A recent survey involving both InfoSec and the Insurance industry, conducted by PivotPoint Risk Analytics, SANS and Advisen, reveals that many gaps need to be filled for the cyber insurance market to reach maturity. The increasingly evolving industry is certainly an effective risk transfer vehicle for cyber vulnerabilities. However the survey notes that organizations continue to feel an “uncertain sense of protection.” The complex and technological nature of cyber insurance often leaves decision makers confused over what coverage to purchase. In fact, a key finding suggests that only 48 percent of CISOs and other information security professionals find cyber insurance “adequate” when recovering from a data breach. Additionally, only 30 percent of underwriters and 38 percent of InfoSec respondents believe they “speak the same language” when talking about cyber insurance policies. David K. Bradford, co-founder and chief strategy officer of Advisen Ltd said, “Senior executives are now insisting on cyber insurance protection. As a result many CISOs and other InfoSec professionals are interacting with underwriters for the first time. CISOs, and even the risk managers charged with buying insurance, often do not fully understand what is covered by their cyber insurance policies.” While cyber insurance is certainly becoming commonplace in organizations across all sectors, there are four cyber insurance gaps that must come together to reduce the risk of financial loss due to a cyber incident:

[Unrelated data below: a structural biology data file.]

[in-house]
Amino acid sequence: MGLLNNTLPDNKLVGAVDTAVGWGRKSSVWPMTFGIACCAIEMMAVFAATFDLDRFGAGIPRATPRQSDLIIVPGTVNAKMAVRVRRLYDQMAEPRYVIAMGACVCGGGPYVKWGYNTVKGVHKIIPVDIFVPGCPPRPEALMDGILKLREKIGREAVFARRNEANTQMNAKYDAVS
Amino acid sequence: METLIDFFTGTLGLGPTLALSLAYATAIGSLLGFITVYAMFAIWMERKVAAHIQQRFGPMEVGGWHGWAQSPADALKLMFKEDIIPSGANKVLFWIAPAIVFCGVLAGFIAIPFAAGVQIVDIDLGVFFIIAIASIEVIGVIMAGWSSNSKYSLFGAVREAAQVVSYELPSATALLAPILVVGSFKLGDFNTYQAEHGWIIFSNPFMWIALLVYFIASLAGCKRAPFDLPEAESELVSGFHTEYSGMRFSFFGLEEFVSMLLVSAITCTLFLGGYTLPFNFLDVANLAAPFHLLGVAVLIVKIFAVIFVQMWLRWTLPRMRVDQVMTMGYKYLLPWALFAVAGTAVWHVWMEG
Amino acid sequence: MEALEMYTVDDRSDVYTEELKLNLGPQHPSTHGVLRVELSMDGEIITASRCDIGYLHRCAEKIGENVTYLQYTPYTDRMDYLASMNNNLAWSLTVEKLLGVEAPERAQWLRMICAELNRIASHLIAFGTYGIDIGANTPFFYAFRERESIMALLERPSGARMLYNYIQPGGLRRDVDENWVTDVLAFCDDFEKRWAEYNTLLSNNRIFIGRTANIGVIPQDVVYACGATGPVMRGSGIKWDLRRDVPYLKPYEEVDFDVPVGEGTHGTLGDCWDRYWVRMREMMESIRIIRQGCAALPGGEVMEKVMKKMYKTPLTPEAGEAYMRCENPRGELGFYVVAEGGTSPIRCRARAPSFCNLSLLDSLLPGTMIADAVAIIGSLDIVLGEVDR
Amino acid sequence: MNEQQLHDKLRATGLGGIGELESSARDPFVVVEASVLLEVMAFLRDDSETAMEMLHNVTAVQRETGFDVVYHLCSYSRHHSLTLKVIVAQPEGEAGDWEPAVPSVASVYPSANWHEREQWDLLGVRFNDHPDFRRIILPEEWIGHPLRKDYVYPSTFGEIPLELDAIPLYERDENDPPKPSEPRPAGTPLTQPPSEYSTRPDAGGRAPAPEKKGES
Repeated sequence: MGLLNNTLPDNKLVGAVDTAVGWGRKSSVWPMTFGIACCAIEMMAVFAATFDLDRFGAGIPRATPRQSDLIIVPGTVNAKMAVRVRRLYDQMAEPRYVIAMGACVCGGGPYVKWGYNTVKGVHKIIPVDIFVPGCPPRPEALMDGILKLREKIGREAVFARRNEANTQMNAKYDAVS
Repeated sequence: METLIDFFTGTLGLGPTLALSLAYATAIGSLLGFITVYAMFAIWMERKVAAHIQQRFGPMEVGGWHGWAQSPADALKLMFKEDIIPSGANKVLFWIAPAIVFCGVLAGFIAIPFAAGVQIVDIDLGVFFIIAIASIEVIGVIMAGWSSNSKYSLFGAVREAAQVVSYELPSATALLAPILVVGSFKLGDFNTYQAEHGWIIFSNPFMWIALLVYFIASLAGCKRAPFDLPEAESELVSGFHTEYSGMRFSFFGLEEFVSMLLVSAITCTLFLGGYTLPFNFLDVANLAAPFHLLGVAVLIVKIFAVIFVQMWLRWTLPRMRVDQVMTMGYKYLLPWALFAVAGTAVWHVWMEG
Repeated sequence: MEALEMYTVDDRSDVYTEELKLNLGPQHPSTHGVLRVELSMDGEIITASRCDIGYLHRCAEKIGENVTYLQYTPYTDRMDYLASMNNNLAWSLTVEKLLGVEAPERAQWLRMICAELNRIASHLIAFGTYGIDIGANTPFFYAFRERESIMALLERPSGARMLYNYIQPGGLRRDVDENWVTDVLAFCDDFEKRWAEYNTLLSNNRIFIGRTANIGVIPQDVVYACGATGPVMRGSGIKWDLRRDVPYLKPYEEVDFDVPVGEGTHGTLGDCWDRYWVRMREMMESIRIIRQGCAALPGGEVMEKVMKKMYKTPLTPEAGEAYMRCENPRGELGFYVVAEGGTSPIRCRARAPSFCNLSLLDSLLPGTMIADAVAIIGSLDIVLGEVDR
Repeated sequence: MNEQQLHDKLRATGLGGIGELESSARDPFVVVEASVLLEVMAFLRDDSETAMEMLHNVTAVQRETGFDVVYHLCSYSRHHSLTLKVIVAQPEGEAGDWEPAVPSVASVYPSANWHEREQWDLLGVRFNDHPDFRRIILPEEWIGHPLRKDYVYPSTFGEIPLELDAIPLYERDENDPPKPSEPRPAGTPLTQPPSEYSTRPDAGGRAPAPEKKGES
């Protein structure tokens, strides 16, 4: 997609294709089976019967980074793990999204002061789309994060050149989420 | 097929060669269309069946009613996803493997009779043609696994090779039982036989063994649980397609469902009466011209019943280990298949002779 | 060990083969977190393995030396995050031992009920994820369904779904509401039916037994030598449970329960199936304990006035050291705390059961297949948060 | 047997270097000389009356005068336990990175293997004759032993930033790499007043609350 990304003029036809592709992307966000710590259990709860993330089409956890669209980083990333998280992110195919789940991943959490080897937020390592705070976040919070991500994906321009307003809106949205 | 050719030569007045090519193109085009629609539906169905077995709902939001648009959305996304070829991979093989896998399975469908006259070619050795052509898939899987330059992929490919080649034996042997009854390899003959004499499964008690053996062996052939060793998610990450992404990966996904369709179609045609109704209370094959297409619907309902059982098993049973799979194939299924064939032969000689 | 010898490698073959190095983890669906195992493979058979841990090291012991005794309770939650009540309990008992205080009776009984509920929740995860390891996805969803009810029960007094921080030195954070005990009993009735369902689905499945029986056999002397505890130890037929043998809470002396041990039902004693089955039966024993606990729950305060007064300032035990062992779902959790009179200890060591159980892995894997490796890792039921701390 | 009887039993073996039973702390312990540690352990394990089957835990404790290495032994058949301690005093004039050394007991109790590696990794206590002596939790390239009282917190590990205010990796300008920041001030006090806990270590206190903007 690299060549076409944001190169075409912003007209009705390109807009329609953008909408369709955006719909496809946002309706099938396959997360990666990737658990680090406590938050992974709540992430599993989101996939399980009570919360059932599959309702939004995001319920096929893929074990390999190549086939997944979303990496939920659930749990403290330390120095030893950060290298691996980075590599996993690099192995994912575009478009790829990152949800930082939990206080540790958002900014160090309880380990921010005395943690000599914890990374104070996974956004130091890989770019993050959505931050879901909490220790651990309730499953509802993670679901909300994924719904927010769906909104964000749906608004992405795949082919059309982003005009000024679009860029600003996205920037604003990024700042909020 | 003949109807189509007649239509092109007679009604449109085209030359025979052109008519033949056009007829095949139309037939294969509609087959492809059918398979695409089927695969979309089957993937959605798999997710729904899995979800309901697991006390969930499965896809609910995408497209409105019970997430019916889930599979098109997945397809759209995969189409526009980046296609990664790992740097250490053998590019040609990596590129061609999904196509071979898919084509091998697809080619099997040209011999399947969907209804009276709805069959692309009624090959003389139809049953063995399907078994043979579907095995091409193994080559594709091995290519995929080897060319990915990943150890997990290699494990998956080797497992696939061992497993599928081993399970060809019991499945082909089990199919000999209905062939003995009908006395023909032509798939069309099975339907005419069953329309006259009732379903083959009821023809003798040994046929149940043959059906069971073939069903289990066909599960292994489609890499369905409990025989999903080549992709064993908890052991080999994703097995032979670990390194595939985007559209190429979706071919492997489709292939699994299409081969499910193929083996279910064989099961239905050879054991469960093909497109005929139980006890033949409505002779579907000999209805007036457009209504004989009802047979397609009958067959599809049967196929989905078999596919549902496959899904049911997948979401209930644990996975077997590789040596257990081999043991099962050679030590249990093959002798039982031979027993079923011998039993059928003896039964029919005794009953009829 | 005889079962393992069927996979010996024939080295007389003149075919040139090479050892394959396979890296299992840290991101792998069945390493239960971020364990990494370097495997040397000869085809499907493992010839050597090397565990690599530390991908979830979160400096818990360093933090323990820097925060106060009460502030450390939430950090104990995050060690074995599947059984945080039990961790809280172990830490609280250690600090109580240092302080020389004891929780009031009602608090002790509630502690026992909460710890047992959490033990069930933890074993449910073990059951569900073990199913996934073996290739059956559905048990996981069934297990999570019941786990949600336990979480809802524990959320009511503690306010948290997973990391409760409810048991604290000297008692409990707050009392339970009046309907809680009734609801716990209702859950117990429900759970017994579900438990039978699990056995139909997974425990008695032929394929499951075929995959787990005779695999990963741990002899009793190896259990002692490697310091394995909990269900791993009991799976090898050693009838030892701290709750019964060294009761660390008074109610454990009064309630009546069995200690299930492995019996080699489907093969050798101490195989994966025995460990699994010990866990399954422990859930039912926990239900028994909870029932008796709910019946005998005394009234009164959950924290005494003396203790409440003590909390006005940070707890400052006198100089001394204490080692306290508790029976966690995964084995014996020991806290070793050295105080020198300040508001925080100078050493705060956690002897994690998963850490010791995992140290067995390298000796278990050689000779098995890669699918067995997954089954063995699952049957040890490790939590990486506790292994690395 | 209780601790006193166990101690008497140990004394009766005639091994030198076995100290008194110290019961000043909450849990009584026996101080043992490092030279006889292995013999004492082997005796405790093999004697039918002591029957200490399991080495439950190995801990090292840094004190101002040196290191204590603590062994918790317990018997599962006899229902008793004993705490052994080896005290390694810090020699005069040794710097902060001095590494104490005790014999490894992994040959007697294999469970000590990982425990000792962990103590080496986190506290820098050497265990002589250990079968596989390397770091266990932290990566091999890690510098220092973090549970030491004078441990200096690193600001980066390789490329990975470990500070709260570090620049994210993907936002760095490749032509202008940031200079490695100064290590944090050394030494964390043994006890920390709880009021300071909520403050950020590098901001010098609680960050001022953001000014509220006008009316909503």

The Terminology Gap: InfoSec and insurance professionals acknowledge there is a communication barrier when “defining and quantifying risk, leading to different expectations, actions and justification for outcomes.” While InfoSec personnel think of risk in regards to threats and vulnerabilities, insurance providers think about reducing an organization’s risk in terms of financial loss from a cyber incident.
The Assessment/Framework Gap: Assessment frameworks provide standard actions, practices, plans, metrics and costs for minimal acceptable levels of cyber hygiene. They are used to “measure and benchmark defenses against other organizations and regulations.” However, InfoSec and the insurance industry disagree on the best frameworks and models – insurance personnel favor quantitative over qualitative models, while only 25 percent of InfoSec respondents prefer employing a detailed quantitative model.
The Communication Gap: A lack of a common lexicon among the cyber insurance industry and InfoSec creates a divide between InfoSec and insurance. There is also a divide “within organizations between the InfoSec professional and the Risk Manager and within the insurance community between the underwriters and brokers.” This creates a lack of understanding when decision makers evaluate, recommend and purchase cyber insurance coverage, often causing coverage to fall short of expectations.
The Investment Gap: “Organizations seeking cyber insurance should aim for alignment between their InfoSec investments and the underwriting criteria. The environment, however, is too dynamic: Underwriters are not always transparent in how they establish criteria, leading to consternation for both the brokers and the buyers. An organization needs to determine its return on investment as it prepares for cyber security insurance coverage.”